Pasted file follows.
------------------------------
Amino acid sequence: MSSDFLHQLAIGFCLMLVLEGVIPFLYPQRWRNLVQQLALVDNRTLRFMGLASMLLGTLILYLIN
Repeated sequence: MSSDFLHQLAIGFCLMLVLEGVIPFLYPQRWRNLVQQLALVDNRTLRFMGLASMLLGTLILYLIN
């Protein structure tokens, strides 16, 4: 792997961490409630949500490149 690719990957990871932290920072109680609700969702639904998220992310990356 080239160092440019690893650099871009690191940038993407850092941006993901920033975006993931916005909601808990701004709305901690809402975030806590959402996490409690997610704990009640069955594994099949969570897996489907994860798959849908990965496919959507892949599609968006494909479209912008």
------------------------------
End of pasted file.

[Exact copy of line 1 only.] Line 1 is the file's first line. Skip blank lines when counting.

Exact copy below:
Amino acid sequence: MSSDFLHQLAIGFCLMLVLEGVIPFLYPQRWRNLVQQLALVDNRTLRFMGLASMLLGTLILYLIN